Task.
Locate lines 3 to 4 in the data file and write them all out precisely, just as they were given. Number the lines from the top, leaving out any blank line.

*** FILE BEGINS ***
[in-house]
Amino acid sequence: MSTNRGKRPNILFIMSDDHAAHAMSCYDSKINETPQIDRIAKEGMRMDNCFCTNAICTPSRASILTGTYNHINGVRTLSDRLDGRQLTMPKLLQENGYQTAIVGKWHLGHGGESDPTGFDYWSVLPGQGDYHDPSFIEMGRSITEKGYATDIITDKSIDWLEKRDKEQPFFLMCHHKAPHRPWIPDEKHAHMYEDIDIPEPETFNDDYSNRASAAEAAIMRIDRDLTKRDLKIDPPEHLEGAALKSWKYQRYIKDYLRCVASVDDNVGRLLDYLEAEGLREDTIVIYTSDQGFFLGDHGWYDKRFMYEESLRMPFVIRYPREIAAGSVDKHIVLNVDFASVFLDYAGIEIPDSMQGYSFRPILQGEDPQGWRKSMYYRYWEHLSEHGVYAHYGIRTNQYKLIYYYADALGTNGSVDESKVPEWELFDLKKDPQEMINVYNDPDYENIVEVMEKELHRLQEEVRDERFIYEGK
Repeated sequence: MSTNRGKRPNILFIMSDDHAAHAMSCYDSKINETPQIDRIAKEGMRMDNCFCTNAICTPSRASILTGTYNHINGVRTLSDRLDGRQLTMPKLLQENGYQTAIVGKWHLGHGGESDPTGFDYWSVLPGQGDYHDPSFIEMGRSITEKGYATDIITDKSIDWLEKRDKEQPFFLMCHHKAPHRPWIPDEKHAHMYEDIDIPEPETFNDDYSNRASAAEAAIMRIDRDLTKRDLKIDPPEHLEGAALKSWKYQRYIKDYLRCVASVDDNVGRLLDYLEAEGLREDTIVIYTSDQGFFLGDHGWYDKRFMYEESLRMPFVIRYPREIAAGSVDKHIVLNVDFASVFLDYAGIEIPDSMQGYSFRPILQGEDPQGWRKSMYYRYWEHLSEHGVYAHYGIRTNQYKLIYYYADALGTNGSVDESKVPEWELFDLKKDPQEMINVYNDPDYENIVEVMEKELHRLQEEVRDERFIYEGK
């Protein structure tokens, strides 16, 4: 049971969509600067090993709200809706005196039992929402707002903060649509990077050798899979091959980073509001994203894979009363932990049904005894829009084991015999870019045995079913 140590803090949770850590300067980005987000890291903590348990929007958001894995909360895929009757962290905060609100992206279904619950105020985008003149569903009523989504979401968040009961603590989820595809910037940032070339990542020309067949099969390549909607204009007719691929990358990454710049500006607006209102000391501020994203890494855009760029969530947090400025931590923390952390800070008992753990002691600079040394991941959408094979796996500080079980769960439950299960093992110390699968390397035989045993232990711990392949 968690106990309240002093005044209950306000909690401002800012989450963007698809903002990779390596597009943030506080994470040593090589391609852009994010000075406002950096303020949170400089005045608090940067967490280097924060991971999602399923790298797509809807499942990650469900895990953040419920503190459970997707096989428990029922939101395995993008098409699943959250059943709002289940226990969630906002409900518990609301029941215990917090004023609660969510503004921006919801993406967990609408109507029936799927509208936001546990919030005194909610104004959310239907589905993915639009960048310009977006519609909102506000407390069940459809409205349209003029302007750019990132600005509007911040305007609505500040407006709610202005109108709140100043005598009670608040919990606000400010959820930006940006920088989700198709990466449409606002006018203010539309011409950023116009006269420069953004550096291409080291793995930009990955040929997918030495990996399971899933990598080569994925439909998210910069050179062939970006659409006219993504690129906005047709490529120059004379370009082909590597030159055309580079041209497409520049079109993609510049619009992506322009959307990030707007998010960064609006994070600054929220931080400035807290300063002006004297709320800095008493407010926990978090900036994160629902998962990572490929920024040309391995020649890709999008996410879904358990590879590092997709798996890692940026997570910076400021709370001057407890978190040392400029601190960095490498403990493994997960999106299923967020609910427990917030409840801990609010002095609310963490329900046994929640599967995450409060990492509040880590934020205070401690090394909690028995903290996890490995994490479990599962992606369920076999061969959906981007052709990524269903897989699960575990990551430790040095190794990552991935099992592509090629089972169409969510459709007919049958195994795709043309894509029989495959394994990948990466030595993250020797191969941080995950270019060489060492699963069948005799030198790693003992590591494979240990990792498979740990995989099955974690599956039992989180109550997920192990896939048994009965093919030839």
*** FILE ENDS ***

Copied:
Repeated sequence: MSTNRGKRPNILFIMSDDHAAHAMSCYDSKINETPQIDRIAKEGMRMDNCFCTNAICTPSRASILTGTYNHINGVRTLSDRLDGRQLTMPKLLQENGYQTAIVGKWHLGHGGESDPTGFDYWSVLPGQGDYHDPSFIEMGRSITEKGYATDIITDKSIDWLEKRDKEQPFFLMCHHKAPHRPWIPDEKHAHMYEDIDIPEPETFNDDYSNRASAAEAAIMRIDRDLTKRDLKIDPPEHLEGAALKSWKYQRYIKDYLRCVASVDDNVGRLLDYLEAEGLREDTIVIYTSDQGFFLGDHGWYDKRFMYEESLRMPFVIRYPREIAAGSVDKHIVLNVDFASVFLDYAGIEIPDSMQGYSFRPILQGEDPQGWRKSMYYRYWEHLSEHGVYAHYGIRTNQYKLIYYYADALGTNGSVDESKVPEWELFDLKKDPQEMINVYNDPDYENIVEVMEKELHRLQEEVRDERFIYEGK
């Protein structure tokens, strides 16, 4: 049971969509600067090993709200809706005196039992929402707002903060649509990077050798899979091959980073509001994203894979009363932990049904005894829009084991015999870019045995079913 140590803090949770850590300067980005987000890291903590348990929007958001894995909360895929009757962290905060609100992206279904619950105020985008003149569903009523989504979401968040009961603590989820595809910037940032070339990542020309067949099969390549909607204009007719691929990358990454710049500006607006209102000391501020994203890494855009760029969530947090400025931590923390952390800070008992753990002691600079040394991941959408094979796996500080079980769960439950299960093992110390699968390397035989045993232990711990392949 968690106990309240002093005044209950306000909690401002800012989450963007698809903002990779390596597009943030506080994470040593090589391609852009994010000075406002950096303020949170400089005045608090940067967490280097924060991971999602399923790298797509809807499942990650469900895990953040419920503190459970997707096989428990029922939101395995993008098409699943959250059943709002289940226990969630906002409900518990609301029941215990917090004023609660969510503004921006919801993406967990609408109507029936799927509208936001546990919030005194909610104004959310239907589905993915639009960048310009977006519609909102506000407390069940459809409205349209003029302007750019990132600005509007911040305007609505500040407006709610202005109108709140100043005598009670608040919990606000400010959820930006940006920088989700198709990466449409606002006018203010539309011409950023116009006269420069953004550096291409080291793995930009990955040929997918030495990996399971899933990598080569994925439909998210910069050179062939970006659409006219993504690129906005047709490529120059004379370009082909590597030159055309580079041209497409520049079109993609510049619009992506322009959307990030707007998010960064609006994070600054929220931080400035807290300063002006004297709320800095008493407010926990978090900036994160629902998962990572490929920024040309391995020649890709999008996410879904358990590879590092997709798996890692940026997570910076400021709370001057407890978190040392400029601190960095490498403990493994997960999106299923967020609910427990917030409840801990609010002095609310963490329900046994929640599967995450409060990492509040880590934020205070401690090394909690028995903290996890490995994490479990599962992606369920076999061969959906981007052709990524269903897989699960575990990551430790040095190794990552991935099992592509090629089972169409969510459709007919049958195994795709043309894509029989495959394994990948990466030595993250020797191969941080995950270019060489060492699963069948005799030198790693003992590591494979240990990792498979740990995989099955974690599956039992989180109550997920192990896939048994009965093919030839």